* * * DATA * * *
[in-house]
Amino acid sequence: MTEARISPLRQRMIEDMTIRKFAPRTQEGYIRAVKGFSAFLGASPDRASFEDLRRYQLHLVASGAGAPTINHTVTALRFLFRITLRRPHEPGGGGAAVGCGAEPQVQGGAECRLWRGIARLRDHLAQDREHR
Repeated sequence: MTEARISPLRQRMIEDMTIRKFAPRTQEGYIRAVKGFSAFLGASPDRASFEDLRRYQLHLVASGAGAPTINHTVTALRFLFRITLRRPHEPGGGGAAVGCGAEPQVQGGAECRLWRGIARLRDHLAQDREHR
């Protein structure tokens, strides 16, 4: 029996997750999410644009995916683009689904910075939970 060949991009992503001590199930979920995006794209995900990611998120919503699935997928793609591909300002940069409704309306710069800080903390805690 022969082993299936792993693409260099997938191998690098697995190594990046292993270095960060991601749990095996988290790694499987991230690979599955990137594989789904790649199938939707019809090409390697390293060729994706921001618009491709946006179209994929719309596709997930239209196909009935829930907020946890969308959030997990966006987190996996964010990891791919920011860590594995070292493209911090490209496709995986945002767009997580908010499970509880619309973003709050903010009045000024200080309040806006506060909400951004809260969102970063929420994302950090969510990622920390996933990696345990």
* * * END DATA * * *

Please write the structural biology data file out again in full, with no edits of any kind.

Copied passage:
[in-house]
Amino acid sequence: MTEARISPLRQRMIEDMTIRKFAPRTQEGYIRAVKGFSAFLGASPDRASFEDLRRYQLHLVASGAGAPTINHTVTALRFLFRITLRRPHEPGGGGAAVGCGAEPQVQGGAECRLWRGIARLRDHLAQDREHR
Repeated sequence: MTEARISPLRQRMIEDMTIRKFAPRTQEGYIRAVKGFSAFLGASPDRASFEDLRRYQLHLVASGAGAPTINHTVTALRFLFRITLRRPHEPGGGGAAVGCGAEPQVQGGAECRLWRGIARLRDHLAQDREHR
């Protein structure tokens, strides 16, 4: 029996997750999410644009995916683009689904910075939970 060949991009992503001590199930979920995006794209995900990611998120919503699935997928793609591909300002940069409704309306710069800080903390805690 022969082993299936792993693409260099997938191998690098697995190594990046292993270095960060991601749990095996988290790694499987991230690979599955990137594989789904790649199938939707019809090409390697390293060729994706921001618009491709946006179209994929719309596709997930239209196909009935829930907020946890969308959030997990966006987190996996964010990891791919920011860590594995070292493209911090490209496709995986945002767009997580908010499970509880619309973003709050903010009045000024200080309040806006506060909400951004809260969102970063929420994302950090969510990622920390996933990696345990």